Music Composed in Concentration Camps

Francesco Lotoro (piano) and friends

reviewed by Neville Cohn

Francesco Lotoro, that tireless collector of music composed in prison (primarily concentration camp) environments, features prominently here in the role of both solo pianist and accompanist.


Rudolf Karel will not be widely known as composer so it is thanks to the dedication of Lotoro that works such as Karel’s Nonet opus 43 are recorded here. It’s in the form of a reconstructed piano score.

Karel studied both music and law in what is now the Czech Republic. He happened to be holidaying in Stavropol in Russia when World War I broke out and he was arrested on suspicion of being an Austrian spy – but he managed to escape.

Later, back in Prague, Karel taught at the city’s Conservatorium but during World War II he was arrested again, this time by the Gestapo. He continued to compose in prison and a friendly warder supplied him with sheets of toilet paper stuck one on top of the other to enable them to be written on and these compositions were smuggled out of the camp. He died in Theresienstadt.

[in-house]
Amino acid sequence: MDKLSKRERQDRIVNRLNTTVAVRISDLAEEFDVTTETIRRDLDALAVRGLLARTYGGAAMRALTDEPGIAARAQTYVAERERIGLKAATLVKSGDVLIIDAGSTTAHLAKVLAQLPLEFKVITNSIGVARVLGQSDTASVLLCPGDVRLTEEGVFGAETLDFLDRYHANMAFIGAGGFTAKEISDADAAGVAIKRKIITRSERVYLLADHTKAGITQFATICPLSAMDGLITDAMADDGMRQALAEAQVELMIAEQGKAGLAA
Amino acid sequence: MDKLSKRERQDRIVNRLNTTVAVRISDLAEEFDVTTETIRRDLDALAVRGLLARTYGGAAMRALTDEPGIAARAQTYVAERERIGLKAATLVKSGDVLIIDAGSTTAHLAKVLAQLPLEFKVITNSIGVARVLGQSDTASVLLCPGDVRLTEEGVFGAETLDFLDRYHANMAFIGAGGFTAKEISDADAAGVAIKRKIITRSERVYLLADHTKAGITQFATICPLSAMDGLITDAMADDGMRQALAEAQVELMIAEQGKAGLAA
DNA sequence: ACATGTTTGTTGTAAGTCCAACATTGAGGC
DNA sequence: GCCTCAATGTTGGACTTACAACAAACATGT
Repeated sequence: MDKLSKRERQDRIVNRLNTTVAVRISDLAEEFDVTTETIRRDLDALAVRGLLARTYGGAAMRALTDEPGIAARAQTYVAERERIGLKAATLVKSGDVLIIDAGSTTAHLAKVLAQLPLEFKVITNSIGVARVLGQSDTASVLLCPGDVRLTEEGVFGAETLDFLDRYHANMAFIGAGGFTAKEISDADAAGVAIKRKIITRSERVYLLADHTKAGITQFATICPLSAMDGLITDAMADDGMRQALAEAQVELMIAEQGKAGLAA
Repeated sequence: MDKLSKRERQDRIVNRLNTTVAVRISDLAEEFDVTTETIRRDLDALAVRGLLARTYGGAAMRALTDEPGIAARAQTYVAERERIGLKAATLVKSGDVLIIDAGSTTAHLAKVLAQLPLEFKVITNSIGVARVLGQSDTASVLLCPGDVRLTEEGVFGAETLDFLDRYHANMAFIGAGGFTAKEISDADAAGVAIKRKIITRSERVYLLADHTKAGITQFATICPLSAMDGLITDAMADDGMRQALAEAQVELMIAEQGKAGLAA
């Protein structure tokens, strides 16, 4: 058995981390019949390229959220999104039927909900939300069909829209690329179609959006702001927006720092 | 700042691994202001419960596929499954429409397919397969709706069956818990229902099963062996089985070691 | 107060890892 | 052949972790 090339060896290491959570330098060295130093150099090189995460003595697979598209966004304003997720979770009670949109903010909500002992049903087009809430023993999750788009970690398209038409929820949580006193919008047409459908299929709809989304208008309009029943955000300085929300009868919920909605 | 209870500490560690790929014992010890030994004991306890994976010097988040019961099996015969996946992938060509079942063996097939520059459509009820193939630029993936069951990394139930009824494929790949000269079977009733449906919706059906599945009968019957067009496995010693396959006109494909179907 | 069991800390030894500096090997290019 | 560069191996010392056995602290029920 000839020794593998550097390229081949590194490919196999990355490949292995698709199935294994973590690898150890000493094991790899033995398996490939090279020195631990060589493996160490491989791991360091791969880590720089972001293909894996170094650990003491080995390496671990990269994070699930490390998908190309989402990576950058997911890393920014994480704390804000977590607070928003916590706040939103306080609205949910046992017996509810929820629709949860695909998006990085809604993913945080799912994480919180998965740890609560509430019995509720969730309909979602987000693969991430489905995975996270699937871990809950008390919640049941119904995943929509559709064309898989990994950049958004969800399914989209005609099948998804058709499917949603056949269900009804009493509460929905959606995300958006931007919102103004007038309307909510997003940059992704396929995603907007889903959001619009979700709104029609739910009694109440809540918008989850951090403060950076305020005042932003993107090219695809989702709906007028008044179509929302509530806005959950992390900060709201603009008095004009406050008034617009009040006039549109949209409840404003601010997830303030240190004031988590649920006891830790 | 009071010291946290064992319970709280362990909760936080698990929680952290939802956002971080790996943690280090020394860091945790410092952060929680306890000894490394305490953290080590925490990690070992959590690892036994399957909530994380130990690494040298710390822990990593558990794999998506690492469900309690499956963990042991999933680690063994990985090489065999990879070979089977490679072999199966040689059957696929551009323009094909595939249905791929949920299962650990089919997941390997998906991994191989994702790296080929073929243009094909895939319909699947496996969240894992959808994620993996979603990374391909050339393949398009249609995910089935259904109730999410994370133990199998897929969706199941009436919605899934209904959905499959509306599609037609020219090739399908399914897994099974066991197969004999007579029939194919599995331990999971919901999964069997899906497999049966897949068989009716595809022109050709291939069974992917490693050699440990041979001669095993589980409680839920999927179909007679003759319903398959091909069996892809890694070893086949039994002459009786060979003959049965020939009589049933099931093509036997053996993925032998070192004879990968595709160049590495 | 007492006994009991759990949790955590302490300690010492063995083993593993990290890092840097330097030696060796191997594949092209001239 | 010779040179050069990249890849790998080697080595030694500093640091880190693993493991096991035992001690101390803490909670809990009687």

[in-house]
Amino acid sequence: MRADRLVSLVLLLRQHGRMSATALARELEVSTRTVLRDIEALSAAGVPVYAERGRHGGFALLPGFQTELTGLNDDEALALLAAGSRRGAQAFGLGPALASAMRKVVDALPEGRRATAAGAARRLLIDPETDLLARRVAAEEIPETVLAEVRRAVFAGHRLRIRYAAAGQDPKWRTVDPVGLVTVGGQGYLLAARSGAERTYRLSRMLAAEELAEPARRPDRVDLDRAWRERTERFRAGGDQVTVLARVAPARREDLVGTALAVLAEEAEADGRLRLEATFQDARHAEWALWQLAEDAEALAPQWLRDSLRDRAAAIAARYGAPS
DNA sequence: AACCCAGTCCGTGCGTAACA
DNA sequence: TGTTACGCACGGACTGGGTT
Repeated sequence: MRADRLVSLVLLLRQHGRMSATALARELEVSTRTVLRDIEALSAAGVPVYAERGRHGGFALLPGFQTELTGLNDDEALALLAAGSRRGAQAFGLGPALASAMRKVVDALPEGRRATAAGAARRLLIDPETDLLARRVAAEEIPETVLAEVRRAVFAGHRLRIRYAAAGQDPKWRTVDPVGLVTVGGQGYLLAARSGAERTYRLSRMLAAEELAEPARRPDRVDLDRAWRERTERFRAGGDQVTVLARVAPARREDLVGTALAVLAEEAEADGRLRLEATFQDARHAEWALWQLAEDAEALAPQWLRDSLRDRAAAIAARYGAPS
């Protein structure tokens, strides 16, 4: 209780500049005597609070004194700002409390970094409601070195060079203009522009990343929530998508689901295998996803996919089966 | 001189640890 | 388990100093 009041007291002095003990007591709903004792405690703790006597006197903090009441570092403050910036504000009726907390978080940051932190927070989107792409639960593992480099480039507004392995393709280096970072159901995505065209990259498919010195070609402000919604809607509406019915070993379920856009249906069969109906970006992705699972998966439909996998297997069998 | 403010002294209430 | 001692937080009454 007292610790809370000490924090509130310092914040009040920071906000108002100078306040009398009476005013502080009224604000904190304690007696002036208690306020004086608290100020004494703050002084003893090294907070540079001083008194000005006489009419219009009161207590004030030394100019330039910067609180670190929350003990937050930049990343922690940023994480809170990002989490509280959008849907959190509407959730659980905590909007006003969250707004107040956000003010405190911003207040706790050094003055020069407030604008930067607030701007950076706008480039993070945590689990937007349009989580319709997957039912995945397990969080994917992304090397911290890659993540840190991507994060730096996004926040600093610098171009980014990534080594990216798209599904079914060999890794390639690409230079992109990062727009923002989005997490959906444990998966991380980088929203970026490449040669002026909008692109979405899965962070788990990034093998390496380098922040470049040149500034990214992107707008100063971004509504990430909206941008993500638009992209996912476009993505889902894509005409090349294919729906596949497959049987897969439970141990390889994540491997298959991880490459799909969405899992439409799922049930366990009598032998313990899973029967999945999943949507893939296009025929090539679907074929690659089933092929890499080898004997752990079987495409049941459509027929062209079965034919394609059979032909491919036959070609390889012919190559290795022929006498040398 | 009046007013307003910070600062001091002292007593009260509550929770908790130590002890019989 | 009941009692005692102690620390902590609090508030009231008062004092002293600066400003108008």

In this piano version, the outer movements of Karel’s Nonet are played with immense authority by Lotoro whose performance makes for riveting listening. The movements come across as utterances of hand-wringing anguish, a barely contained hysteria. It is disturbing, at times menacing, music – and this interpretation is in the most positive sense, remarkable. It reaches out and seizes the attention in a vice-like grip.

Music by French composer Emil Goue makes up the rest of the CD. Goue taught physics at a grammar school in Bordeaux. He also studied composition with Koechlin and Roussel. For much of the war, Goue was a POW in oflag Nienburg am Weser, a prison camp for army officers in Lower Saxony, Germany where he worked tirelessly.

Lotoro’s account of the Prelude, Choral and Fugue holds the attention throughout. Note clusters in the Choral call the music of Messiaen to mind – and in the Fugue, Lotoro brings fluency and accuracy to give point and meaning to its contrapuntal intricacies.

In Goue’s Prelude, Aria and Finale, the first movement opens with dramatic, confrontational, arresting measures before giving way to much more introspective moments. There is an intense, introverted quality to the Aria – and stark, stabbing figurations are a feature of the Finale.

In three songs by Goue, Lotoro is a first rate accompanist to soprano Libera Granatiero’s singing. In selections which, for the most part, focus on melancholy, Granatiero’s interpretative skills are well to the fore, the overall impression enhanced by quite beautifully conceived accompaniments played by Lotoro.

Goue made it back home to Paris after the war but died tragically soon thereafter from an illness contracted in prison camp.

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